As Scott Klusendorf points out, this is akin to talking to a doctor who focuses on treating patients with cancer and asking him what he’s doing about heart disease, diabetes, or liver failure. When he says he’s not doing anything to cure those particular ills, imagine someone telling him: “Well if you really cared about sick people you would also be working to fix all these health issues as well.”  

Or imagine telling someone who’s focused on fighting sex trafficking: “What are you doing to help victims of domestic violence, children starving in India, or families struggling to feed their children in the inner cities?” When they say they aren’t focused on those issues, would we tell them they no longer have moral standing to care about sex-trafficking victims? 

We all focus on certain issues, making it impossible for us to focus on other things. Focusing on abortion doesn’t mean other issues don’t matter and don’t need our attention. But abortion is something worthy of our attention on its own since it’s violently killing over 800,000 human beings every year in the United State alone.

Abortion is safer than childbirth

The third idea Kolbert addressed was how abortion opponents talk about protecting women’s health in the abortion conversation. She touted a poorly researched study that incorrectly claims that abortion is fourteen times safer than childbirth. How is it possible that this claim is still being tolerated by the general public when it is verifiably false? Considering she’s an accomplished attorney, I expected more. Maybe this shouldn’t be surprising though as even Justice Sotomayer on the Supreme Court cited this erroneous claim during the Dobbs hearing.

Kolbert goes down a long list of government social programs that would provide free healthcare, free childcare, free child education, as well as maternity and paternity paid leave, that would eliminate systemic racism in healthcare, eliminate infant mortality and provide a special program for women battling infertility, and would make it so that women would be entitled to health care services “for all stages of their life.” For all stages? That’s an interesting way to phrase her assertion. What about the women inside the womb? According to Kolbert, women in that stage of life don’t matter. 

I agree that all of these issues are important, and we should care about them, but demanding that opponents of abortion need to support solutions that heavily rely on massively expanding the power and presence of the federal and state government with many different programs is ridiculous. The government is not the answer to every problem.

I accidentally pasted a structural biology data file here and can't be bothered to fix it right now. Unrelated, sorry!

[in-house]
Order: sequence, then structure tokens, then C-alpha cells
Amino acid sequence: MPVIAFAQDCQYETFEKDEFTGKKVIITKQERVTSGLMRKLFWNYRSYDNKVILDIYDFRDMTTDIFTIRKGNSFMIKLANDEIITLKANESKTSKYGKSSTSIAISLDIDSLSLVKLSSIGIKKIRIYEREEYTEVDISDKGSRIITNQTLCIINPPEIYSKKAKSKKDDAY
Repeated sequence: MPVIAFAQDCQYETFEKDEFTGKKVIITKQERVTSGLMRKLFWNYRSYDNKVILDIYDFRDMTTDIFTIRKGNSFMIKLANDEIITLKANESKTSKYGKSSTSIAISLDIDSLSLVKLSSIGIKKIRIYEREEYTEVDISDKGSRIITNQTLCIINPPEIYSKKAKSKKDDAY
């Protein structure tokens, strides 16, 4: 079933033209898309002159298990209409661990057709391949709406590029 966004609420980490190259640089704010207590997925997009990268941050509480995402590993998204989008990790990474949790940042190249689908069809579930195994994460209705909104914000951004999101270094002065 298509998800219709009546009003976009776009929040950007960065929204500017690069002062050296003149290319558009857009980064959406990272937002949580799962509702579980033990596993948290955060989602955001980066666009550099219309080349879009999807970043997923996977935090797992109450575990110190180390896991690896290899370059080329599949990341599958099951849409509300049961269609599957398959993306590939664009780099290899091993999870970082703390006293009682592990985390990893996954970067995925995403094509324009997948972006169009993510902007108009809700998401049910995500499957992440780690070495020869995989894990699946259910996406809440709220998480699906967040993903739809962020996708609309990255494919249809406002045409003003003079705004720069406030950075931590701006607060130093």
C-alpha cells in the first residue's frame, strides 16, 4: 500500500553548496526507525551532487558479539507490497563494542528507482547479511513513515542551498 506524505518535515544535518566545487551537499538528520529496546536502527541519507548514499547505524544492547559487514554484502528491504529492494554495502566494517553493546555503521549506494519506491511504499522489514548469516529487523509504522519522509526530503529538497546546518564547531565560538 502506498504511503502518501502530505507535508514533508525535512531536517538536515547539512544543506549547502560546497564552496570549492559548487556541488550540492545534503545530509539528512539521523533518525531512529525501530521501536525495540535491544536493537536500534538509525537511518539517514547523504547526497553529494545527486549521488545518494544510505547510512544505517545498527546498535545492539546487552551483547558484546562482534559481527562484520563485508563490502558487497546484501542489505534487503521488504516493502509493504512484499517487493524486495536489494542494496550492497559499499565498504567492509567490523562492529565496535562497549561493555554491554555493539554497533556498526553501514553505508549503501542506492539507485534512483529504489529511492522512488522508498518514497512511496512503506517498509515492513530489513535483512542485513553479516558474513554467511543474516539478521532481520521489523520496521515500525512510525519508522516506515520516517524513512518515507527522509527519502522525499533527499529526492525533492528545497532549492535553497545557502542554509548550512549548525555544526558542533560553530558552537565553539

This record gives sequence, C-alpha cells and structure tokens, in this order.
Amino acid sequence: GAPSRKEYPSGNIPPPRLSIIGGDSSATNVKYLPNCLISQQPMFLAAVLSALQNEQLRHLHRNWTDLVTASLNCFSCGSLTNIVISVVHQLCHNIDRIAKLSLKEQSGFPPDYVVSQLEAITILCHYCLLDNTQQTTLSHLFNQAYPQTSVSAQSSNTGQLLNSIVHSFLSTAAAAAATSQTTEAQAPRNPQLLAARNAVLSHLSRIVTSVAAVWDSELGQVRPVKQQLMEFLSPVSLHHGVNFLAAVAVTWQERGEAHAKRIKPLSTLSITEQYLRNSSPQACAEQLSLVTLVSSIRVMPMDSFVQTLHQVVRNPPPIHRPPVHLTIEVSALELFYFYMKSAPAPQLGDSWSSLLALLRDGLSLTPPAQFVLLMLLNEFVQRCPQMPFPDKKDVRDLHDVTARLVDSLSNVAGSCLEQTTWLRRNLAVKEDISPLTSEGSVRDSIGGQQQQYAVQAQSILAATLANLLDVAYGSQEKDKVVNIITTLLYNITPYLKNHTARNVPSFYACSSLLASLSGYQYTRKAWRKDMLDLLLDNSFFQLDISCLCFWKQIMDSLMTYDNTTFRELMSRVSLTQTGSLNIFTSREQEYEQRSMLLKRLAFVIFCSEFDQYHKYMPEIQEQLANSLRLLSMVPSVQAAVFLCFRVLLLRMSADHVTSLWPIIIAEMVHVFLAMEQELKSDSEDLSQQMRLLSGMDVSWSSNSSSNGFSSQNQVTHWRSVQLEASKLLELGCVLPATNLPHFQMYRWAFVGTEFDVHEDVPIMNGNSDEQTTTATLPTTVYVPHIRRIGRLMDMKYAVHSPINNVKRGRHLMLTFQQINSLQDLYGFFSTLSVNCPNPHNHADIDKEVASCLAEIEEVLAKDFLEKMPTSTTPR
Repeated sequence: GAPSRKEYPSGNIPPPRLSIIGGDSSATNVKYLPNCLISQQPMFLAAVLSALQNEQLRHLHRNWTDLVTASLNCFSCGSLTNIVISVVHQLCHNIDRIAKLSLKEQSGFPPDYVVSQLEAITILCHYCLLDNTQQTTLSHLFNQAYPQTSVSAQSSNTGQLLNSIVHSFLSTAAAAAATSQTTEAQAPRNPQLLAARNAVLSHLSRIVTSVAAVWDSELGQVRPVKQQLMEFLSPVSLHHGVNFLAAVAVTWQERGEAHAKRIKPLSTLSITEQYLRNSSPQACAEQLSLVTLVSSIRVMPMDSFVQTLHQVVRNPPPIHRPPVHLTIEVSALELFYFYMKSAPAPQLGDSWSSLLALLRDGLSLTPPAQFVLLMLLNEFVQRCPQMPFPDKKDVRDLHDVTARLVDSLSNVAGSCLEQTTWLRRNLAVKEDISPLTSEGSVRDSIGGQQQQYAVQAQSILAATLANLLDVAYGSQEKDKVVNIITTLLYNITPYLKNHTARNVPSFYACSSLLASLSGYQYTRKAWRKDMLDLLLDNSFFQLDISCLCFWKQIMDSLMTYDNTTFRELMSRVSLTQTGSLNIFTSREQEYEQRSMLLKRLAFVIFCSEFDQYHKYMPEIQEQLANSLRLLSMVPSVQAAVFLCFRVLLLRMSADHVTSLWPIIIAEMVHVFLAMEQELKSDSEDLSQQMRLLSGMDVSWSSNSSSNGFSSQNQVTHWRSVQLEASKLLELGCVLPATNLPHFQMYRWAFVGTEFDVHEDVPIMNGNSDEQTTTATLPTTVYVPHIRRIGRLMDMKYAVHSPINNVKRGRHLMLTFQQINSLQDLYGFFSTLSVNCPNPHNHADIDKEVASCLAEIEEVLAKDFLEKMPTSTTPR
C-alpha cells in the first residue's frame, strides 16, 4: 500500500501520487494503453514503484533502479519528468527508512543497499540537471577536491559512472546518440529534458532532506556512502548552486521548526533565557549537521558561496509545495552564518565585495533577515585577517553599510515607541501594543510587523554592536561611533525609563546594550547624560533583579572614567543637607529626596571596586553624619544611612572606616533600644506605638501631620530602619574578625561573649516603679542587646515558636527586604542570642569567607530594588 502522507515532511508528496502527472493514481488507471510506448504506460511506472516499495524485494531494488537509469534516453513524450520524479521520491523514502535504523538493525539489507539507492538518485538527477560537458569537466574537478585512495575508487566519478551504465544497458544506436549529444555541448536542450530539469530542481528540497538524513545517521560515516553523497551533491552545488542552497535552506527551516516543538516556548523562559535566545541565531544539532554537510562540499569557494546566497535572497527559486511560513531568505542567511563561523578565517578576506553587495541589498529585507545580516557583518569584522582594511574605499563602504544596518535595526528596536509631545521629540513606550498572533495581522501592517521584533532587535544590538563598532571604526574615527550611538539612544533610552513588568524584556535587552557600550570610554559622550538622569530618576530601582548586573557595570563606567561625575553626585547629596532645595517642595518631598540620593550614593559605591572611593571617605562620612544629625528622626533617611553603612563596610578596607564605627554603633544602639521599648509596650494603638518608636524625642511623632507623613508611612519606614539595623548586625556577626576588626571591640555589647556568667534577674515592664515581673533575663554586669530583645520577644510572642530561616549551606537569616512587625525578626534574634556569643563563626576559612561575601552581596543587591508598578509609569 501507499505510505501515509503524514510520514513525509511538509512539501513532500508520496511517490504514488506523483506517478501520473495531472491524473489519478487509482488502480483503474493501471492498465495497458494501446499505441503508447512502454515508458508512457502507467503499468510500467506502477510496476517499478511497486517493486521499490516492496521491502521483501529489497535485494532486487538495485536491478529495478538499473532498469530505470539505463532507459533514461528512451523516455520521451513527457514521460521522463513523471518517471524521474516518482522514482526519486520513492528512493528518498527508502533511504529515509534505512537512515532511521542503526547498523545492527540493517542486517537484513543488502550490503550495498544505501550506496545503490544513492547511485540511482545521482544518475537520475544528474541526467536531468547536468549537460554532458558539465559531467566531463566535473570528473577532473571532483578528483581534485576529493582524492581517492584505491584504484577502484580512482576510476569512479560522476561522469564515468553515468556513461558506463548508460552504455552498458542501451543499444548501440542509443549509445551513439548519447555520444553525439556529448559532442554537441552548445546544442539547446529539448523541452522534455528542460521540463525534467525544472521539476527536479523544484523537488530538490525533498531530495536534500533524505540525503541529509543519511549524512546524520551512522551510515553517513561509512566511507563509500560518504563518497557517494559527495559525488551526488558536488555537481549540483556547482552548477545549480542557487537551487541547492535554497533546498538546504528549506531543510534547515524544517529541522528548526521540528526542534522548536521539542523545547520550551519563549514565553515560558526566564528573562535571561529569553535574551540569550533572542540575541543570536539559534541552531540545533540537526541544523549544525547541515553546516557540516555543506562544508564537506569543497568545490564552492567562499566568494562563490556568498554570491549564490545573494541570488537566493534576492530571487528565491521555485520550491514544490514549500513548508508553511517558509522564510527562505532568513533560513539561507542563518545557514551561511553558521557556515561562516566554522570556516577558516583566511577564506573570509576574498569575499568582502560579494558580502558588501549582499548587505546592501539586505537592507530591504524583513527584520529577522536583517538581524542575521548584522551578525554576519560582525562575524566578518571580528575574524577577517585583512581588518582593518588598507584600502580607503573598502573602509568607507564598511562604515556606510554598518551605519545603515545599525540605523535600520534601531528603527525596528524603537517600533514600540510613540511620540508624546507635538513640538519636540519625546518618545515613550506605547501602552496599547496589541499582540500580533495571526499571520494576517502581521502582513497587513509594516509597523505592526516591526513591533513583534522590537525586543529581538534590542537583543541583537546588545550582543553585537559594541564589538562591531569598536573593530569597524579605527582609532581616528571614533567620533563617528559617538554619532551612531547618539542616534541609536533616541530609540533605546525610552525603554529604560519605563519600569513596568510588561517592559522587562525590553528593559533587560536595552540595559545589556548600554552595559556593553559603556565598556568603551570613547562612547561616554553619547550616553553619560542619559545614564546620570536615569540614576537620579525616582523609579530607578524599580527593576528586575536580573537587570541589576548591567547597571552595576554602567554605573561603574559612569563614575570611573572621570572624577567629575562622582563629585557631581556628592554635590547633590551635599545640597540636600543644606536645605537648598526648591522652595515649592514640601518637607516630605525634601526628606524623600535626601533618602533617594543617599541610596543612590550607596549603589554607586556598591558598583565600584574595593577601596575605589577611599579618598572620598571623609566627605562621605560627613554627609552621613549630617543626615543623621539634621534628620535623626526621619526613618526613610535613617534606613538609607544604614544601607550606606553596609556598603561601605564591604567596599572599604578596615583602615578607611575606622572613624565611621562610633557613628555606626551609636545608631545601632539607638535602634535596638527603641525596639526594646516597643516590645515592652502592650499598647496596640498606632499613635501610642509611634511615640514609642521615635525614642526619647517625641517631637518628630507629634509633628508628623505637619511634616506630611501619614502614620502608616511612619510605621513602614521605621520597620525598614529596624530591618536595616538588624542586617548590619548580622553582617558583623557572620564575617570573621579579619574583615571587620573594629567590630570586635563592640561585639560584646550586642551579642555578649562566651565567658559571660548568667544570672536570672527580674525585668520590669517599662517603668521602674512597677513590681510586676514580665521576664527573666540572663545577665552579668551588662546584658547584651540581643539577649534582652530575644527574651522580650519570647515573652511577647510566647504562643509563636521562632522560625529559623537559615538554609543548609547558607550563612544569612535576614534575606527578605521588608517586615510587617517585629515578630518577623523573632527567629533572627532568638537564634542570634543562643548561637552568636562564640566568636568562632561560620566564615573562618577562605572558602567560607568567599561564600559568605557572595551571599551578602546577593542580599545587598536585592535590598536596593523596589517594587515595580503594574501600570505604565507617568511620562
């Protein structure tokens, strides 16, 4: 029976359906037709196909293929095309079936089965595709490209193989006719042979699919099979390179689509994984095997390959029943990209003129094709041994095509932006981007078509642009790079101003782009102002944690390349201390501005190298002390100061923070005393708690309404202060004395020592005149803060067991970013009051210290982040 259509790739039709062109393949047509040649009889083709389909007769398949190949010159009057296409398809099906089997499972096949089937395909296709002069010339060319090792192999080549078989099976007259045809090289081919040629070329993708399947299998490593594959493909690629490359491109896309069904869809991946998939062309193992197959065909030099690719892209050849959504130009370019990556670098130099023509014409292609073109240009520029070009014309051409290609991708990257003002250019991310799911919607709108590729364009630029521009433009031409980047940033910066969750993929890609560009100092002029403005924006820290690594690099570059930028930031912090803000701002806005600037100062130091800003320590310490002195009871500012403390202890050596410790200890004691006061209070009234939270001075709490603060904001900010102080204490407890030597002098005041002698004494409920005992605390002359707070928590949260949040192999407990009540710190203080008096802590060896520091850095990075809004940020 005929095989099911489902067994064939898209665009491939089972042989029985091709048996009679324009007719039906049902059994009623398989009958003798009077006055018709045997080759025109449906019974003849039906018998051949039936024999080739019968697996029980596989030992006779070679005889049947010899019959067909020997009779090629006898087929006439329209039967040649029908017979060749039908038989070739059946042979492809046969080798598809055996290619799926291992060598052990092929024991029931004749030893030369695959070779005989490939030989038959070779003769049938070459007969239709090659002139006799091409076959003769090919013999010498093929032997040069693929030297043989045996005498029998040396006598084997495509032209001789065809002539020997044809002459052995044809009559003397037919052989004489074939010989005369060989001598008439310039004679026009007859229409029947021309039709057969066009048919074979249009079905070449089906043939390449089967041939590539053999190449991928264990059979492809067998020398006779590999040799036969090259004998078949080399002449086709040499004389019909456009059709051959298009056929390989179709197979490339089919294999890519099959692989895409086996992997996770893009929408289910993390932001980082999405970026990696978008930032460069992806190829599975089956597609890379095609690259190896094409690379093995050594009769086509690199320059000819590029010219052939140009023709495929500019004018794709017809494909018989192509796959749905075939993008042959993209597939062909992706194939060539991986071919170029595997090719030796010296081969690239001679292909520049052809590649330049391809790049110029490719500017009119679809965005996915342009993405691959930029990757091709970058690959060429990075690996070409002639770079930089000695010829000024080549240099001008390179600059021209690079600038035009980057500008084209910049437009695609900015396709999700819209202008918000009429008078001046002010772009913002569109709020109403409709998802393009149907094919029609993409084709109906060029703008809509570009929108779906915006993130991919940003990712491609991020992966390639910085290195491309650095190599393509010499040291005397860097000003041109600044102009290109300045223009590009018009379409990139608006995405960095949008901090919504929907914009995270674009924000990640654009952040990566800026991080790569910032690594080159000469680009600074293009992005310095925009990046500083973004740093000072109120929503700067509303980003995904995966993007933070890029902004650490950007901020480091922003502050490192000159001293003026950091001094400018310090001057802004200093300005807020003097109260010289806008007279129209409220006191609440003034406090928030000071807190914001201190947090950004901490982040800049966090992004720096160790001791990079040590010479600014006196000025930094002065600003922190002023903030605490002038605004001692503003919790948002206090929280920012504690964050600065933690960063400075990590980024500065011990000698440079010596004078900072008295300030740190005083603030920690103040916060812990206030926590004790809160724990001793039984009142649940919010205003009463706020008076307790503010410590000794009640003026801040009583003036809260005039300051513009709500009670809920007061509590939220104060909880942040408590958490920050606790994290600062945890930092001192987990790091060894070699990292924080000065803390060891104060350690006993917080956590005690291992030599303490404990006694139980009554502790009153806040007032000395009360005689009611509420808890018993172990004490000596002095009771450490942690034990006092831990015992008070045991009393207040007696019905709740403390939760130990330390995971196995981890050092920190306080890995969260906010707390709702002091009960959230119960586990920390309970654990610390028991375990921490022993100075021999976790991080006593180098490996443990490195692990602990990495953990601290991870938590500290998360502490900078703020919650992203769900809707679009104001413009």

Kolbert concludes by talking about passing a gender equity amendment “for all persons” and the importance of preserving reproductive freedom for ourselves and our children. It’s interesting how the language sounds so inclusive – all persons – and yet it excludes a large group of persons: unborn children. Kolbert acts as if the question of whether the unborn are human beings is completely irrelevant when, in fact, it is the most important question to answer. 

Here are a few questions I’d like to ask Kolbert:

Why do you keep ignoring the humanity of unborn children? 

How is it that in your TED talk, the fact that the unborn are living human organisms of the human species wasn’t even mentioned? Ignoring inconvenient facts doesn’t make them go away. Abortion is killing one of our own members. Have you considered the possibility that the reason people oppose abortion isn’t that they’re “religious” or because they only care about fetal rights? Have you considered that we oppose abortion because it’s violently killing a human being like you and me? 

You claim that opponents of abortion are fixated on banning abortion because they just want to control women and their bodies. This makes it clear you seem to not understand the pro-life position at all. As a woman, I oppose abortion because it kills an innocent human being who has equal rights like you and me. I am not interested in “controlling” women. My equality and my rights are not contingent upon a legal right to kill a vulnerable and defenseless human being. I wish you would take time to actually address the arguments anti-abortion advocates make rather than attacking straw men.

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Rebekah is a Training Specialist with Justice For All. You can follow her work at


The views and opinions expressed in these articles are those of the author and do not necessarily reflect the official position of Human Defense Initiative.